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Patrice McCarron is the executive director of the Maine Lobstermen’s Association.

Friday’s ruling by the U.S. Supreme Court to uphold reinstatement of a 967-square-mile lobster fishing closure is another devastating blow to Maine lobstermen.

In October, a U.S. District Court judge in Bangor had ruled that there was reason to question the federal government’s decision to close this prime lobstering area for four months this winter. When an appeals court overturned this decision in November, lobstermen who had already set traps in this area were forced to dangerously hurry and take them up, creating economic hardship for those who invested in gear, rigged up and were already fishing in these productive waters. 

For Maine’s lobster industry, this is another frustrating example of one step forward, two steps back. This latest court ruling, however, is just the tip of the iceberg that threatens to sink the fishery. 

Earlier this year, the National Marine Fisheries Service released a 10-year plan intended to protect the endangered North Atlantic right whale. The problem is that the government’s plan won’t protect the right whale. And the Maine lobster fishery could be eliminated as collateral damage. 

Under the fisheries service’s plan, Maine lobstermen are required to reduce risk to right whales by 98 percent by 2030. But, according to the fisheries service’s own data, the closure of nearly 1,000 miles of lobstering grounds in the Gulf of Maine for a third of the year is only responsible for about 6.5 percent of that. It’s unbelievable that even after implementing a closure of this size and scale, with all its devastating economic impacts, we will still somehow be required to reduce our risk by another 91.5 percent.  

Frankly, it is an unachievable goal. Yet, if the industry does not meet this mandate, it will be illegal for the federal government to continue to permit the fishery.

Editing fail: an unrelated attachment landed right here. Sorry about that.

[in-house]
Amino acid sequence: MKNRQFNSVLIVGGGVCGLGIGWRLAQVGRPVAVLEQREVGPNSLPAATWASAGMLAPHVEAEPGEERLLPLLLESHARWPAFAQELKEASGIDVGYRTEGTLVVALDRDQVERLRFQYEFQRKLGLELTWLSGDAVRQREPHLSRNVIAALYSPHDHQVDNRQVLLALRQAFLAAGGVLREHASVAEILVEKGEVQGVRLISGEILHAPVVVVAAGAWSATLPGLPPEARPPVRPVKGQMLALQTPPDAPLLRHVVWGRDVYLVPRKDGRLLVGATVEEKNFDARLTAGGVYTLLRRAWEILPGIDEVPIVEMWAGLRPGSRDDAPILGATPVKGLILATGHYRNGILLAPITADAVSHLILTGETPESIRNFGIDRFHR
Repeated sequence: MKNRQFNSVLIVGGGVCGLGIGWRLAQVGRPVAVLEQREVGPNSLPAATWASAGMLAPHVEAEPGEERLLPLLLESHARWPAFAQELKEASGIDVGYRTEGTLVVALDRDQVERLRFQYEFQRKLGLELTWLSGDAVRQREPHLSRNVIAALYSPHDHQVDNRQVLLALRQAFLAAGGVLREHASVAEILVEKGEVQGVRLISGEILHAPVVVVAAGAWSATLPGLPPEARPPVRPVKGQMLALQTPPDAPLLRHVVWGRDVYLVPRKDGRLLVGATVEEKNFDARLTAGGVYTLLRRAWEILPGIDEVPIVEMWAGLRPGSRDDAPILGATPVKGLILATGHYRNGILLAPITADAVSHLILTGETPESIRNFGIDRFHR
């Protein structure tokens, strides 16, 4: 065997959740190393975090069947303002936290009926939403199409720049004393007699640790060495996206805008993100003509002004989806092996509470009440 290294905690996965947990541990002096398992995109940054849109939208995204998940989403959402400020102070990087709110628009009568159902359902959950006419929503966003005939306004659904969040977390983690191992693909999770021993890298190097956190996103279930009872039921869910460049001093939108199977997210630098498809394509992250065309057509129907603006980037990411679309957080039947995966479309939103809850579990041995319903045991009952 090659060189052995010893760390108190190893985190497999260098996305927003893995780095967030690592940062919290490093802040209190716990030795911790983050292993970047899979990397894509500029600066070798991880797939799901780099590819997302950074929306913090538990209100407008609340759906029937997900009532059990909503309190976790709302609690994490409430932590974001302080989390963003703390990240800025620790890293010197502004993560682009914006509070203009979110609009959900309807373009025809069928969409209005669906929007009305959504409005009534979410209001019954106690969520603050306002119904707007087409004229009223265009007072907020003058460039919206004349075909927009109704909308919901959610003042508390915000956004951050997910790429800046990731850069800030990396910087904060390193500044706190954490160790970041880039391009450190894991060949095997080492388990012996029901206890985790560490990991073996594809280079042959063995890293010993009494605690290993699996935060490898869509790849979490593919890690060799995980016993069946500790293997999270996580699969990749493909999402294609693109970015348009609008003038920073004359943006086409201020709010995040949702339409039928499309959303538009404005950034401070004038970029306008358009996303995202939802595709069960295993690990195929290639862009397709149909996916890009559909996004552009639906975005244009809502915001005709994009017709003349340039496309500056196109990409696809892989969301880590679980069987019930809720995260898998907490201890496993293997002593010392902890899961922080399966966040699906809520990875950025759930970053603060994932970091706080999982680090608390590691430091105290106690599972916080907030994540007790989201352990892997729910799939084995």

Environmental groups are suing to apply these rules to both federal and state waters, which, we fear, could eventually mean no boats in Stonington or Jonesport harbors, no buoys in Boothbay or Cutler and no future fishery for kids growing up on Vinalhaven or Swan’s Island. 

While we all agree with the need to ensure a safe environment in which the right whale population can recover, it’s unfair to hold Maine lobstermen accountable for its decline because we are not to blame. This is not only based on lobstermen’s years of experience and knowledge working on the water, but the fact is there has not been a single known right whale entanglement in Maine lobster gear in almost 20 years and no right whale is known to have died from entanglement in Maine lobster gear. In fact, scientists at Bigelow Lab published new research showing that right whales are rare off the Maine coast and will continue to shift even further away from where we fish. 

That’s why we believe the government’s plan is wrong and is not based on sound science. The Maine Lobstermen’s Association is fighting back, and we are asking the public for help. We recently announced a three-year, $10 million fundraising campaign to save Maine lobstermen. This funding will directly support our legal efforts to challenge federal regulations through lawsuits and regulatory processes, and also through scientific research, development of innovative gear solutions, and education. We believe it is possible to save Maine’s lobster industry and protect the right whale at the same time. 

In September, we filed a lawsuit in U.S. District Court in Washington, D.C., challenging the government’s plan. We believe that there are significant flaws in the government’s decision to impose harsh risk reductions on Maine lobstermen, that it overreaches its discretion to manage the fishery and is not based on the best science. We are looking to the court to hold the government accountable and to revise the plan so that it protects whales without eliminating the lobster fishery. 

 For nearly two centuries, Maine’s lobster fishery has supported communities and generations of families in Maine, while ensuring that this important resource is sustainably harvested for generations to come. Whether you are a lobsterman providing for your family, a business that depends on these lobstermen, a coastal resident who understands that the lobster industry is the glue that holds your community together, or a seasonal visitor who appreciates the uniqueness of Maine’s coast defined by lobster boats, buoys and traps – or you just like to eat lobster – we all embrace our state’s lobstering heritage. 

It’s hard to imagine Maine without a lobster industry. But what seems unthinkable is actually unfolding before our eyes. We’re asking for your help because this industry, and Maine’s lobstering heritage, is too important to our state. We refuse to go down without a fight.